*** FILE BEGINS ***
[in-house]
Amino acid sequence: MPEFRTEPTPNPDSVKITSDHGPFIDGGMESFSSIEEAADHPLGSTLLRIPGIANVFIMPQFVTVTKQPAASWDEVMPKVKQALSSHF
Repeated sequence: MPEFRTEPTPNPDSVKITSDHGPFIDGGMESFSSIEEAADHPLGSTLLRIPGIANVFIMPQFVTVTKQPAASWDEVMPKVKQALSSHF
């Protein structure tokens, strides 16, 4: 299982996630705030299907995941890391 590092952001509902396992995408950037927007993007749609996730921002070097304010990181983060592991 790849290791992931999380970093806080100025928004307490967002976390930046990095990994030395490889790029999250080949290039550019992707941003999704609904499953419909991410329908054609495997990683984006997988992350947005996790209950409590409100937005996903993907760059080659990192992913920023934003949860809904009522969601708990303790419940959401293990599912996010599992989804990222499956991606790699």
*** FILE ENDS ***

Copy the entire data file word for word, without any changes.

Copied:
[in-house]
Amino acid sequence: MPEFRTEPTPNPDSVKITSDHGPFIDGGMESFSSIEEAADHPLGSTLLRIPGIANVFIMPQFVTVTKQPAASWDEVMPKVKQALSSHF
Repeated sequence: MPEFRTEPTPNPDSVKITSDHGPFIDGGMESFSSIEEAADHPLGSTLLRIPGIANVFIMPQFVTVTKQPAASWDEVMPKVKQALSSHF
């Protein structure tokens, strides 16, 4: 299982996630705030299907995941890391 590092952001509902396992995408950037927007993007749609996730921002070097304010990181983060592991 790849290791992931999380970093806080100025928004307490967002976390930046990095990994030395490889790029999250080949290039550019992707941003999704609904499953419909991410329908054609495997990683984006997988992350947005996790209950409590409100937005996903993907760059080659990192992913920023934003949860809904009522969601708990303790419940959401293990599912996010599992989804990222499956991606790699």